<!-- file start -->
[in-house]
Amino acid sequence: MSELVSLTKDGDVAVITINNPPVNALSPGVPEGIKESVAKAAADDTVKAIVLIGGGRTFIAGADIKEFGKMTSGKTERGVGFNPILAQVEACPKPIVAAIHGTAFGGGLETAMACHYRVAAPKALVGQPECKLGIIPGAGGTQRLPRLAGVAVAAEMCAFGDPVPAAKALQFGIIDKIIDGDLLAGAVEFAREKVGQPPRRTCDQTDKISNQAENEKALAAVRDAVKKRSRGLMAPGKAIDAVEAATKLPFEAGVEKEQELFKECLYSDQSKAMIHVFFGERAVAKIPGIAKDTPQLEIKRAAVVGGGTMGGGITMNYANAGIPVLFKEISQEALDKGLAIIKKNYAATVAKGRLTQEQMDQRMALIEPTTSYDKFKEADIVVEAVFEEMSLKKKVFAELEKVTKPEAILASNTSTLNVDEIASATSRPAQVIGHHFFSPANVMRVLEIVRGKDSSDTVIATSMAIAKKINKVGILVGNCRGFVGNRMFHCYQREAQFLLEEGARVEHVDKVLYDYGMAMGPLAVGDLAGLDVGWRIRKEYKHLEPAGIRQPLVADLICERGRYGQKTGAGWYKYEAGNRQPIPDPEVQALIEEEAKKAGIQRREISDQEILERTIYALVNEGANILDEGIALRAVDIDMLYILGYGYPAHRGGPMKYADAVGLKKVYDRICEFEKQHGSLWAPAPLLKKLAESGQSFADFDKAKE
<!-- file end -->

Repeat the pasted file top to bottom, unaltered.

[in-house]
Amino acid sequence: MSELVSLTKDGDVAVITINNPPVNALSPGVPEGIKESVAKAAADDTVKAIVLIGGGRTFIAGADIKEFGKMTSGKTERGVGFNPILAQVEACPKPIVAAIHGTAFGGGLETAMACHYRVAAPKALVGQPECKLGIIPGAGGTQRLPRLAGVAVAAEMCAFGDPVPAAKALQFGIIDKIIDGDLLAGAVEFAREKVGQPPRRTCDQTDKISNQAENEKALAAVRDAVKKRSRGLMAPGKAIDAVEAATKLPFEAGVEKEQELFKECLYSDQSKAMIHVFFGERAVAKIPGIAKDTPQLEIKRAAVVGGGTMGGGITMNYANAGIPVLFKEISQEALDKGLAIIKKNYAATVAKGRLTQEQMDQRMALIEPTTSYDKFKEADIVVEAVFEEMSLKKKVFAELEKVTKPEAILASNTSTLNVDEIASATSRPAQVIGHHFFSPANVMRVLEIVRGKDSSDTVIATSMAIAKKINKVGILVGNCRGFVGNRMFHCYQREAQFLLEEGARVEHVDKVLYDYGMAMGPLAVGDLAGLDVGWRIRKEYKHLEPAGIRQPLVADLICERGRYGQKTGAGWYKYEAGNRQPIPDPEVQALIEEEAKKAGIQRREISDQEILERTIYALVNEGANILDEGIALRAVDIDMLYILGYGYPAHRGGPMKYADAVGLKKVYDRICEFEKQHGSLWAPAPLLKKLAESGQSFADFDKAKE